20150709, 17:56  #12 
Dec 2012
2·139 Posts 

20150722, 07:36  #13  
Jul 2015
2·13 Posts 
Quote:
There are 216 possible number’s from 1 1 1 to 6 6 6 (6^3) Out of them only 120 are legal (Those without duplications) from 1 2 3 to 6 5 4 (6*5*4) So in the answer we will have 96 – 0s (the illegal cases) and 120 numbers from 16. My idea is that we need to find a way that given any 3 numbers (pointers) will always be mapped to a single result. So the challenge is to find the lead numbers (A1A120) numbers from 16 that will satisfy the below For example lead 2nd 3rd 4th A1 1 2 3 A2 1 2 4 A3 1 2 5 A4 1 2 6 A5 1 3 2 A6 1 3 4 A66 4 2 3 A67 4 2 5 A120 6 5 4 A1 is 4 or 5 or 6 A2 is 3 or 5 or 6……. A66#A1 since if they are the same the 2nd will not know if he is 1 or 4 In the same method A3#A67 2nd will not know if he is 1 or 4 A2#A6 in order that the 3rd will know if he is 3 or 2 In a similar way A4#A3#A2#A1 in order that the 4th will know if he is 3 4 5 or 6 I also believe that for symmetry reasons we will have I the solution 20 times 6s and same 20 5s… comes together to 120 numbers. 

20150730, 16:17  #14  
"Robert Gerbicz"
Oct 2005
Hungary
2×733 Posts 
Quote:
My solution has not that form, for example it has got only sixteen 5's. But there could be such solution (not checked). 

20150731, 15:28  #15 
Jul 2015
1A_{16} Posts 
thanks

20150802, 17:02  #16 
"Robert Gerbicz"
Oct 2005
Hungary
2672_{8} Posts 
The official solution has been posted:
https://www.research.ibm.com/haifa/p.../July2015.html My solution used integer programming, pretty straightforward. See my Glpk code and screenoutput. Additional note for my code: I write: "at the last person's guess do not use the same hat what he is seeing" and we don't need to see this for the other people, as they are guessing correctly their hat's number, and those are different numbers. The third person guesses correctly thanks to p3 condition, now see the second person: he is seeing only the first person's hat, but the third person made a correct guess, so he knows that number also, using p2 he can make a correct guess. And this is also true for the first person (see the p1 condition). Last fiddled with by R. Gerbicz on 20150802 at 17:05 Reason: grammar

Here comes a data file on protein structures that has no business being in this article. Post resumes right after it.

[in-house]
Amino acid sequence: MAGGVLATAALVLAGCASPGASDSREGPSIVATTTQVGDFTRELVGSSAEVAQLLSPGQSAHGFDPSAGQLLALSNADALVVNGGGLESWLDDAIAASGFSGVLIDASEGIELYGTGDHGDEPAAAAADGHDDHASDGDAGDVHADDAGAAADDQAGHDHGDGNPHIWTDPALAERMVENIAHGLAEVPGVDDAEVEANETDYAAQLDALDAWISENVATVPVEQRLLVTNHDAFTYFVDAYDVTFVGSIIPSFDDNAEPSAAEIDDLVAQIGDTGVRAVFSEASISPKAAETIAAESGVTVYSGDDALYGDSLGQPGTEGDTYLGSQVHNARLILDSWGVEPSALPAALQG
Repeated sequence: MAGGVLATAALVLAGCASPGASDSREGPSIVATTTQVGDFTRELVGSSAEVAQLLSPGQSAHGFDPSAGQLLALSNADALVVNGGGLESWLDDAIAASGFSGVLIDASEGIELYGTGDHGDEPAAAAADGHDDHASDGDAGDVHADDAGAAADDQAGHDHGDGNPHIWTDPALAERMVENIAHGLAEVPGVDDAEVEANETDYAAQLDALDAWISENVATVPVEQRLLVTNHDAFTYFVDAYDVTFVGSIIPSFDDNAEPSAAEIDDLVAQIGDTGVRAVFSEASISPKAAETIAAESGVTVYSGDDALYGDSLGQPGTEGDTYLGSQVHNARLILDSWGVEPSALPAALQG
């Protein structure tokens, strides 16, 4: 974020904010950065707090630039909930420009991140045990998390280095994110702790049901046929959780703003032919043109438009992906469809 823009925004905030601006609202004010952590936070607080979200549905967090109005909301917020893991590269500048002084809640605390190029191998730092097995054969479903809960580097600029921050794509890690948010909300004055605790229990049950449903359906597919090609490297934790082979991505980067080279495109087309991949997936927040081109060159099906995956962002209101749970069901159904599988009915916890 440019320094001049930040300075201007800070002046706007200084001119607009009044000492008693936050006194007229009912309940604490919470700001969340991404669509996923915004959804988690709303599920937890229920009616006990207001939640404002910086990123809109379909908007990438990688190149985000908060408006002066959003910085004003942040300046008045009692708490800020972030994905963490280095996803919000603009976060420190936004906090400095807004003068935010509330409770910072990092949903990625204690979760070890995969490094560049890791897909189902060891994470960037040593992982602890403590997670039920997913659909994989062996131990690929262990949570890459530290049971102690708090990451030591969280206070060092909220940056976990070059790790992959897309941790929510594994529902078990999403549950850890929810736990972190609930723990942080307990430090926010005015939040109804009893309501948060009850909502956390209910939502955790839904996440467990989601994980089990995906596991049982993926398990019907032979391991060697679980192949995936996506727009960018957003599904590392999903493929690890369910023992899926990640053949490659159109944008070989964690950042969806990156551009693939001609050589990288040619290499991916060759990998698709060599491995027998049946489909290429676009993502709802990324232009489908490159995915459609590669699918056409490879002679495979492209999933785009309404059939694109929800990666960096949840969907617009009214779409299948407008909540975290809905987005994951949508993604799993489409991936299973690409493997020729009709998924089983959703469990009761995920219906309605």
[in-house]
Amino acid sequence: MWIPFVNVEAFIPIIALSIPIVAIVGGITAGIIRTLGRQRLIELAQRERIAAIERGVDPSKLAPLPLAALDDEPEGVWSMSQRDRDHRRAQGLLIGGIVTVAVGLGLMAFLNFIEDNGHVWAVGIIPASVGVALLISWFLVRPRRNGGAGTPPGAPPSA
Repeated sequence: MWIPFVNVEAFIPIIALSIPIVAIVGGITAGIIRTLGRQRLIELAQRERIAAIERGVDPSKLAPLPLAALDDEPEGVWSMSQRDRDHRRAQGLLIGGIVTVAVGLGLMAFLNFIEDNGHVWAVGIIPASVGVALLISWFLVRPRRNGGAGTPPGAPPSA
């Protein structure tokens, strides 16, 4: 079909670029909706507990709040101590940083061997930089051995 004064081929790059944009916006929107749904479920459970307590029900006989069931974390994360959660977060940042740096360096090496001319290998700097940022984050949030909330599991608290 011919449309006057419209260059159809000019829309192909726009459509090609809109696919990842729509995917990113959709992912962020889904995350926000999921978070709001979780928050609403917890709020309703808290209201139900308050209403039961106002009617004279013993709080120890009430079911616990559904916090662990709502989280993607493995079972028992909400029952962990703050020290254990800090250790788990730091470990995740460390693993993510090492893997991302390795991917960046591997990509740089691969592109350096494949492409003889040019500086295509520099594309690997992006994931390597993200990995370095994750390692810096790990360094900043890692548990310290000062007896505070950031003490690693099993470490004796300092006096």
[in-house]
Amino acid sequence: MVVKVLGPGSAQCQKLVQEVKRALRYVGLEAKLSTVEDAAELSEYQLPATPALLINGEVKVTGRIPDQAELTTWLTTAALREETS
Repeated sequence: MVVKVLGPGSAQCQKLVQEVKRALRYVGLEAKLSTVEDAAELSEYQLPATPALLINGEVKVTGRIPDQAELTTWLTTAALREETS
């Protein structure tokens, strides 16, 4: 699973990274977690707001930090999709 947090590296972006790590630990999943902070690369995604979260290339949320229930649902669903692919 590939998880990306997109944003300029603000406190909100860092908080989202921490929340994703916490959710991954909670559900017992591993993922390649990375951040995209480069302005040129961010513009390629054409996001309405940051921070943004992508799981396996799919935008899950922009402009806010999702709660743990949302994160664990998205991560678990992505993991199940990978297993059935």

20150819, 16:13  #17 
"Robert Gerbicz"
Oct 2005
Hungary
2·733 Posts 
There was a request to me how to learn the Glpk language.
If you have installed Glpk (the newest has version number 4.55) then you will see a doc folder containing gmpl.pdf that describes how to build a model. In the examples folder you can find many glpk codes, I have already posted some, these files are really useful and glpk independent in that sense that you can learn how to build a lp/ip for a problem.Note that in this folder you can find the glpsol program that solves the glpk programs. 
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